BLOOMINGTON, Ind.—Led by Dr. Jonathon Crystal, neuroscientists at Indiana University (IU) have reported the first evidence that non-human animals can mentally replay past events from memory. In addition to understanding animals, the discovery, reported in the journal Current Biology, could help advance the development of new drugs to treat Alzheimer’s disease.
According to Crystal, a professor in the IU Bloomington College of Arts and Sciences’ Department of Psychological and Brain Sciences and director of the IU Bloomington Program in Neuroscience, “The reason we’re interested in animal memory isn’t only to understand animals, but rather to develop new models of memory that match up with the types of memory impaired in human diseases such as Alzheimer’s disease.”
Until now, most preclinical studies about potential new Alzheimer’s drugs have focused on how these compounds affect spatial memory, one of the easiest types of memory to assess in animals. However, the loss of spatial memory does not cause the most debilitating effects of Alzheimer’s disease. While scientists knew that rats could remember multiple unique episodes, they did not know whether they could replay a string of events in order. The IU researchers needed to create a paradigm shift.
As the study’s first author, Danielle Panoz-Brown, explained, “If your grandmother is suffering from Alzheimer’s, one of the most heartbreaking aspects of the disease is that she can’t remember what you told her about what’s happening in your life the last time you saw her. We’re interested in episodic memory—and episodic memory replay—because it declines in Alzheimer’s disease, and in aging in general.”
Episodic memory, which is different from spatial memory, is the ability to recall specific events in the correct order. An example is losing something and not being able to recall when, which is why people with memory impairment misplace things. For people to remember where they lost his car keys, they would have to mentally retrace their steps from “episode” to “episode.” If they are unable to recall each episode or place the episodes in chronological order, they would be very confused and still without their keys.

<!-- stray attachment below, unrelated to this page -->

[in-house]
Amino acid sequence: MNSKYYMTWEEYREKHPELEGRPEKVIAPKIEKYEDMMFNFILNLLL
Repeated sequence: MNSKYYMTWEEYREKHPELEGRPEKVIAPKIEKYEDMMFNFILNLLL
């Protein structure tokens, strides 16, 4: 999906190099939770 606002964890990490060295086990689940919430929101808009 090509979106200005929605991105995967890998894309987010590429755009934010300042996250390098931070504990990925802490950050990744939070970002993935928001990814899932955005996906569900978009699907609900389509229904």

According to the article, “Vivid episodic memories in people have been characterized as the replay of multiple unique events in sequential order. The hippocampus plays a critical role in episodic memories in both people and rodents. Although rats remember multiple unique episodes, it is currently unknown if animals ‘replay’ episodic memories. Therefore, we developed an animal model of episodic memory replay.”
To do that, Crystal’s lab spent nearly a year working with 13 rats, which they trained to memorize a list of up to 12 different odors. The rats were placed inside an “arena” with different odors and rewarded when they identified the second-to-last odor or fourth-to-last odor in the list.
The team changed the number of odors in the list before each test to confirm that the rats were identifying the odors based on their position in the list, not by scent alone, to prove that the animals were relying on their ability to recall the whole list in order. Arenas with different patterns were used to communicate to the rats which of the two options was sought.
After the rats were trained, they successfully completed their task about 87 percent of the time across all trials. The results are strong evidence the animals were using episodic memory replay.
Further experiments confirmed that the rats’ memories were long-lasting and resistant to “interference” from other memories, both characteristics of episodic memory. The researchers also ran tests that temporarily suppressed activity in the hippocampus—the site of episodic memory—to confirm that the rats were using this part of their brain to perform their tasks.
As Crystal said, “Here, we show that rats can remember a trial-unique stream of multiple episodes and the order in which these events occurred by engaging hippocampal-dependent episodic memory replay. We document that rats rely on episodic memory replay to remember the order of events rather than relying on non-episodic memories. Replay of episodic memories survives a long retention-interval challenge and interference from the memory of other events, which documents that replay is part of long-term episodic memory.”
The need to find reliable ways to test episodic memory replay in rats is urgent, because new genetic tools are enabling scientists to create rats with neurological conditions similar to Alzheimer’s disease, according to Crystal. Until recently, only mice were available with the genetic modifications needed to study the effect of new drugs on these symptoms.
“We’re really trying push the boundaries of animal models of memory to something that’s increasingly similar to how these memories work in people,” he said. “If we want to eliminate Alzheimer’s disease, we really need to make sure we’re trying to protect the right type of memory.”